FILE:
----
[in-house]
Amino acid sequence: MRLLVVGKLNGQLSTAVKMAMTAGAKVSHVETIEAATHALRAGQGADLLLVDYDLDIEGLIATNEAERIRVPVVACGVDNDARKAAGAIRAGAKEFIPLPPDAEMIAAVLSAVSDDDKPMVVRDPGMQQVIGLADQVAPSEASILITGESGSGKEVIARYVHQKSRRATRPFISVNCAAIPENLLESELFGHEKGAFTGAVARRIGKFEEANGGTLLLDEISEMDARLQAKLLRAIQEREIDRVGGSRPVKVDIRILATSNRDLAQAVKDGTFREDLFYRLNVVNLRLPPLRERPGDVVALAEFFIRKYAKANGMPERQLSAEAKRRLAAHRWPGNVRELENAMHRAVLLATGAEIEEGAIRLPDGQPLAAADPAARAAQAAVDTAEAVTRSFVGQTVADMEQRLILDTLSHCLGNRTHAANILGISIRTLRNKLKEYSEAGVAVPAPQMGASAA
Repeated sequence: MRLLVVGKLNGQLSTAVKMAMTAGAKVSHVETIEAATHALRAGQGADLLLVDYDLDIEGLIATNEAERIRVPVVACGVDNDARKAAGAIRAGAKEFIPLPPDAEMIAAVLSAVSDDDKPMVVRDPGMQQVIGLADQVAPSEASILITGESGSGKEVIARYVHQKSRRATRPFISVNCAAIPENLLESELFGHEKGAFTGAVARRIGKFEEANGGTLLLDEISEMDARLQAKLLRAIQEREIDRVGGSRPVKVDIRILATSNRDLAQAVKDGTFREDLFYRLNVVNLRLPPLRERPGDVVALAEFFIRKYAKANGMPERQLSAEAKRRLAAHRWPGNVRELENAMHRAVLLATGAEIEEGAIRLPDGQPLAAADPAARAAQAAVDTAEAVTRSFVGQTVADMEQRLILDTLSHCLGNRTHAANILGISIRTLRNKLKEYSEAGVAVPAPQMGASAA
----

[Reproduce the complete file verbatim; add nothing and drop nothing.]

[in-house]
Amino acid sequence: MRLLVVGKLNGQLSTAVKMAMTAGAKVSHVETIEAATHALRAGQGADLLLVDYDLDIEGLIATNEAERIRVPVVACGVDNDARKAAGAIRAGAKEFIPLPPDAEMIAAVLSAVSDDDKPMVVRDPGMQQVIGLADQVAPSEASILITGESGSGKEVIARYVHQKSRRATRPFISVNCAAIPENLLESELFGHEKGAFTGAVARRIGKFEEANGGTLLLDEISEMDARLQAKLLRAIQEREIDRVGGSRPVKVDIRILATSNRDLAQAVKDGTFREDLFYRLNVVNLRLPPLRERPGDVVALAEFFIRKYAKANGMPERQLSAEAKRRLAAHRWPGNVRELENAMHRAVLLATGAEIEEGAIRLPDGQPLAAADPAARAAQAAVDTAEAVTRSFVGQTVADMEQRLILDTLSHCLGNRTHAANILGISIRTLRNKLKEYSEAGVAVPAPQMGASAA
Repeated sequence: MRLLVVGKLNGQLSTAVKMAMTAGAKVSHVETIEAATHALRAGQGADLLLVDYDLDIEGLIATNEAERIRVPVVACGVDNDARKAAGAIRAGAKEFIPLPPDAEMIAAVLSAVSDDDKPMVVRDPGMQQVIGLADQVAPSEASILITGESGSGKEVIARYVHQKSRRATRPFISVNCAAIPENLLESELFGHEKGAFTGAVARRIGKFEEANGGTLLLDEISEMDARLQAKLLRAIQEREIDRVGGSRPVKVDIRILATSNRDLAQAVKDGTFREDLFYRLNVVNLRLPPLRERPGDVVALAEFFIRKYAKANGMPERQLSAEAKRRLAAHRWPGNVRELENAMHRAVLLATGAEIEEGAIRLPDGQPLAAADPAARAAQAAVDTAEAVTRSFVGQTVADMEQRLILDTLSHCLGNRTHAANILGISIRTLRNKLKEYSEAGVAVPAPQMGASAA